Digital Renaissance Editions

About this text

  • Title: The Honest Whore, Part 1 (Quarto 2, 1604)
  • Editor: Joost Daalder
  • ISBN: 978-1-55058-490-5

    Copyright Digital Renaissance Editions. This text may be freely used for educational, non-profit purposes; for all other uses contact the Editor.
    Authors: Thomas Dekker, Thomas Middleton
    Editor: Joost Daalder
    Peer Reviewed

    The Honest Whore, Part 1 (Quarto 2, 1604)

    Duk. For he whose brest is tender bloud so coole,
    2920That no wrongs heate it, is a patient foole,
    What comfort do you finde in being so calme.
    Cand. That which greene wounds receiue frō soueraigne (balme,
    Patience my Lord; why tis the soule of peace:
    Of all the vertues tis neerst kin to heauen.
    2925It makes men looke like Gods; the best of men
    That ere wore earth about him, was a sufferer,
    A soft, meeke, patient, humble, tranquill spirit,
    The first true Gentle-man that euer breathd;
    The stock of Patience then cannot be poore,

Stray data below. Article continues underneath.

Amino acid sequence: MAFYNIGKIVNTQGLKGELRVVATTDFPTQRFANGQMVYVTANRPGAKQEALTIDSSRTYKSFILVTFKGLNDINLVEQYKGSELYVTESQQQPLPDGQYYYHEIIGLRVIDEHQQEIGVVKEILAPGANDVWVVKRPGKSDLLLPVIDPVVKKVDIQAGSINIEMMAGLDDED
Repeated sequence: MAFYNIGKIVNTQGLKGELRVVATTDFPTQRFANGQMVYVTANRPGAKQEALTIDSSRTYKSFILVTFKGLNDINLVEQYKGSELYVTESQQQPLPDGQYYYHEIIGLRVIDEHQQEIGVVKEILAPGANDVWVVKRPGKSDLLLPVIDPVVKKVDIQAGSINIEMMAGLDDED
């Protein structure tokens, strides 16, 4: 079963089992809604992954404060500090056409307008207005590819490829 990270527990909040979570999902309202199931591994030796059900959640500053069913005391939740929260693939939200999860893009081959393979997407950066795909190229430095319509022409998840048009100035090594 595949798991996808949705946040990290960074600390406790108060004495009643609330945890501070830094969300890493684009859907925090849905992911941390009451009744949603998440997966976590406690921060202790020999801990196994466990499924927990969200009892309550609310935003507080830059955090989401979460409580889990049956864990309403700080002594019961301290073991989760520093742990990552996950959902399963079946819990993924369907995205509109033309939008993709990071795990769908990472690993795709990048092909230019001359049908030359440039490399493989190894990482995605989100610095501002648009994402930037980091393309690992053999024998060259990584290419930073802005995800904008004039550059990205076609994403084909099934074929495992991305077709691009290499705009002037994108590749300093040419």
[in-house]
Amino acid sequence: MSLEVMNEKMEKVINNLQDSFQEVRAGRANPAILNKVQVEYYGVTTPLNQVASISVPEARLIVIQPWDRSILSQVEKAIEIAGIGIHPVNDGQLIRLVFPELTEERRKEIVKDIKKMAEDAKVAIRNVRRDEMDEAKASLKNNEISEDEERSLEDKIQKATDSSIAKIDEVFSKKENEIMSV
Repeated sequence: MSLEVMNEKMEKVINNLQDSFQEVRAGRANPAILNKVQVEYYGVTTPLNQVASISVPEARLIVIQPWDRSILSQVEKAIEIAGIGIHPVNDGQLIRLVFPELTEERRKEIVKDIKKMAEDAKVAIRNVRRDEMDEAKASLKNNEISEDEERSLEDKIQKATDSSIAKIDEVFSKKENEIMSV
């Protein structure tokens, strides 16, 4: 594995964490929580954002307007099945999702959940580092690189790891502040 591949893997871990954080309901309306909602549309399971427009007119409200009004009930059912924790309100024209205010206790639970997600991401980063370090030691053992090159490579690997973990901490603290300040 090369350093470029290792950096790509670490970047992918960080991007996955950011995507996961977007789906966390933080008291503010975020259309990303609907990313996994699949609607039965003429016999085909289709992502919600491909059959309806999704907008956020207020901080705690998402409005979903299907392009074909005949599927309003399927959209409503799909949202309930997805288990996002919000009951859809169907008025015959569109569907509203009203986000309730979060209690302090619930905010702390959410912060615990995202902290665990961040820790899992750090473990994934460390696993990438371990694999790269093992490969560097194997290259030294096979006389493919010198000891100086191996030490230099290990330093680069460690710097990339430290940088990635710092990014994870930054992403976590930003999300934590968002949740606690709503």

2930All it desires, it has; what Monarch more?
    It is the greatest enemy to law
    That can be, for it doth embrace all wrongs,
    And so chaines vp, lawyers and womens tongues.
    Tis the perpetuall prisoners liberty:
    2935His walkes and Orchards: 'tis the bond-slaues freedome,
    And makes him seeme prowd of each yron chaine.
    As tho he wore it more for state then paine:
    It is the beggers Musick, and thus sings,
    Although their bodies beg, their soules are kings:
    2940O my dread liege! It is the sap of blisse,
    Reares vs aloft; makes men and Angels kisse,
    And (last of all) to end a houshould strife,
    It is the hunny gainst a waspish wife.
    Duke. Thou giu'st it liuely coulours: who dare say
    2945he's mad, whose words march in so good aray?
    Twere sinne all women should such husbands haue.
    For euery man must then be his wiues slaue.
    Come therefore you shall teach our court to shine,
    So calme a spirit is worth a golden Mine,
    2950Wiues (with meeke husbands) that to vex them long,
    In Bedlam must they dwell, els dwell they wrong.